Many elements of this film create synergy in its effective delivery of suspense and urgency. The slow buildup of knowingly future tense scenes produces a sense of dread, desperation, and bewilderment. I feel that this necessary technique pays homage to the film noir aura, and especially the style of Hitchcock. The dissimilar and plot-enhancing fast-paced train sequence pays homage to “Shadow of a Doubt” and “Strangers on a Train”, the latter which is based on a novel of the same name written by Highsmith. I also believe that he contrasting vast scenery of Hamburg and claustrophobic images within rooms amplify the conflicted and tormented inner selves of the main characters.

Ultimately, Ripley and Zimmermann establish a mutual agreement. Some may even call it a friendship, with Ripley being “the American friend”. However, there is a lack of genuineness and sense of hypocrisy in the contextual use of the word. This amicability was built on lies, murder, initial disrespect, and exploitation. I believe that both used each other as means to an end in their pursuits, which is unfortunately how some so-called “friendships” operate in the real world. Roots of jealousy and conspiracy can grow from either acquaintances or perceivably strong friendships, leading to a destructive snowball effect. It is therefore imperative that honesty, humility, respect, and true care serve as the foundation for any relationship.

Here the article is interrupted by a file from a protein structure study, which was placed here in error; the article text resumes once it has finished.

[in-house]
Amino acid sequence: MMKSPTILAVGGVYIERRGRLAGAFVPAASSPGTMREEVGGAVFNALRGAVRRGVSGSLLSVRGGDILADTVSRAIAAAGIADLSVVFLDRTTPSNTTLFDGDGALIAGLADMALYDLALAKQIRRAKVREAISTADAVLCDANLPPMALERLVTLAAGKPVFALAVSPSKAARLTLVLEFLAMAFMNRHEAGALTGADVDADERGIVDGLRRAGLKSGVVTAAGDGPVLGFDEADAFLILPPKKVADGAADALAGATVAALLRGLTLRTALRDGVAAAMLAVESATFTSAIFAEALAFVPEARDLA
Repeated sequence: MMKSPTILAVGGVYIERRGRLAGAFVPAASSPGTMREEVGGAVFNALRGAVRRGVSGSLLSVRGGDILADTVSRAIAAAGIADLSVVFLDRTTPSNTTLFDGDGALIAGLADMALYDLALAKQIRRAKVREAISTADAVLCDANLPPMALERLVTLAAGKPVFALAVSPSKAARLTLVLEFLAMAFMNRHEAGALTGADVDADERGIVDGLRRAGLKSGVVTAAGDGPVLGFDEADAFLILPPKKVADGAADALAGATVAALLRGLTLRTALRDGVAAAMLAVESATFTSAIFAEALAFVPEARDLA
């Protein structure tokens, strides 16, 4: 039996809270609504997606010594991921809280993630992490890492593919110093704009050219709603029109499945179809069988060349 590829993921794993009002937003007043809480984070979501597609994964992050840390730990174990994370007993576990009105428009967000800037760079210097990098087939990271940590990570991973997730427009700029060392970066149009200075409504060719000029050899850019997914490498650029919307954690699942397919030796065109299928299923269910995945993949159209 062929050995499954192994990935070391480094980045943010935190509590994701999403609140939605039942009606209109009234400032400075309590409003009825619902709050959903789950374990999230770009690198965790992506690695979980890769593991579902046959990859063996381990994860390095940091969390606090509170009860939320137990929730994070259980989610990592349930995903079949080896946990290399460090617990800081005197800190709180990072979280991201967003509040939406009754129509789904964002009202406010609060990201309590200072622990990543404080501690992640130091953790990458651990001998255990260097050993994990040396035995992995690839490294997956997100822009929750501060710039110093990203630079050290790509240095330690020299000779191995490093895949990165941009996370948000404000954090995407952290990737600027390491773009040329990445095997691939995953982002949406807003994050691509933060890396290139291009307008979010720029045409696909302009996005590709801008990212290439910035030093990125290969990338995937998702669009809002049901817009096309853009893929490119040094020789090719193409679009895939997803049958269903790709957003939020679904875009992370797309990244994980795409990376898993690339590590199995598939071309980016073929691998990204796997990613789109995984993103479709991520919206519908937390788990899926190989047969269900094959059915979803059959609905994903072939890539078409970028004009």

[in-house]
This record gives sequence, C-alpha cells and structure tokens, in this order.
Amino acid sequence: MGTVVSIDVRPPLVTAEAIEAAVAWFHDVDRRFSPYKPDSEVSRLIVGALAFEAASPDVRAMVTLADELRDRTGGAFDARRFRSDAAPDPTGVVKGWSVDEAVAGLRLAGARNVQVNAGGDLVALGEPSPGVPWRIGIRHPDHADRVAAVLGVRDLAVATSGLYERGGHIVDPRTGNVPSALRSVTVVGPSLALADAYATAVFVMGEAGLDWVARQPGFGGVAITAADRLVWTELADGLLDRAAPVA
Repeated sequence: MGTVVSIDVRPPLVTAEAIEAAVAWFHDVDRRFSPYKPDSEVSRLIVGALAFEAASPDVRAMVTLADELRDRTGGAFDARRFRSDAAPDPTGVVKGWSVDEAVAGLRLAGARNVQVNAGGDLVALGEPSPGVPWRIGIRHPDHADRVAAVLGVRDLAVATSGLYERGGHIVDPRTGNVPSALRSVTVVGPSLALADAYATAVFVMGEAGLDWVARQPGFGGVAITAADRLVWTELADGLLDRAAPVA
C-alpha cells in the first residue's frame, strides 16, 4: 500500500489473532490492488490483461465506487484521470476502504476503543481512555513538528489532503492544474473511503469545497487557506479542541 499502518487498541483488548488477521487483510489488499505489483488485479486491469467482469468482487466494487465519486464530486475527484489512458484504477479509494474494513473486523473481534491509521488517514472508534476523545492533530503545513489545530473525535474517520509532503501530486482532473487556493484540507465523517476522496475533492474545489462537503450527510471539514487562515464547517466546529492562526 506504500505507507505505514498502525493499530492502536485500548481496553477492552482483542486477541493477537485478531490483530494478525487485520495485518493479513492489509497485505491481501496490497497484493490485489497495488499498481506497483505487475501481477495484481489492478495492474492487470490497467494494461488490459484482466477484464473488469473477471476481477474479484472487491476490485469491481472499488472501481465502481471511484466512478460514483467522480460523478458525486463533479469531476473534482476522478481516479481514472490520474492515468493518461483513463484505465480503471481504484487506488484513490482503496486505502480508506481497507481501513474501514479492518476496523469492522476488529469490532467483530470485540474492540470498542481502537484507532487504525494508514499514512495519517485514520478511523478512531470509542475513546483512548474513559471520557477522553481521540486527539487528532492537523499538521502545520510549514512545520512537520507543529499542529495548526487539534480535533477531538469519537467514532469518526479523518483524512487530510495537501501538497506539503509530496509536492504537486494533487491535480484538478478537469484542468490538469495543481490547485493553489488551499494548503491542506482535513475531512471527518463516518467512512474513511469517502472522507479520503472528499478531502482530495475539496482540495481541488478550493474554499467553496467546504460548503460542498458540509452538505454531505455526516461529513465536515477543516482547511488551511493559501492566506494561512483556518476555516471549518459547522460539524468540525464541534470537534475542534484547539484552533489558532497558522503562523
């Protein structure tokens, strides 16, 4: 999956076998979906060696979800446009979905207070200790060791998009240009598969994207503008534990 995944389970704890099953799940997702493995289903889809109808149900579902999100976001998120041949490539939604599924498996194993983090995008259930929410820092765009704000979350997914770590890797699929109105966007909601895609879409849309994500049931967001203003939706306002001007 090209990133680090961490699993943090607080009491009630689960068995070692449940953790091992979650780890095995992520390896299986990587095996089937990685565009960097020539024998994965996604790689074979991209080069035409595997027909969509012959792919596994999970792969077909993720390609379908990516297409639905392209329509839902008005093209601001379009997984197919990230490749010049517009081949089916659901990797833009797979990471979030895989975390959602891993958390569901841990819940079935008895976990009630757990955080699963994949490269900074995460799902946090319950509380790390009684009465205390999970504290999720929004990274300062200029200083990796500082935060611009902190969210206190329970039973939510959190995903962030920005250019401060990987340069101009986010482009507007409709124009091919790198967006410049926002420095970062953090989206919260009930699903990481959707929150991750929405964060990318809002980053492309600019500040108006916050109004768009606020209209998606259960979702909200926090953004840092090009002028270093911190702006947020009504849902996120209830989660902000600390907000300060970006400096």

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I do not own the above image.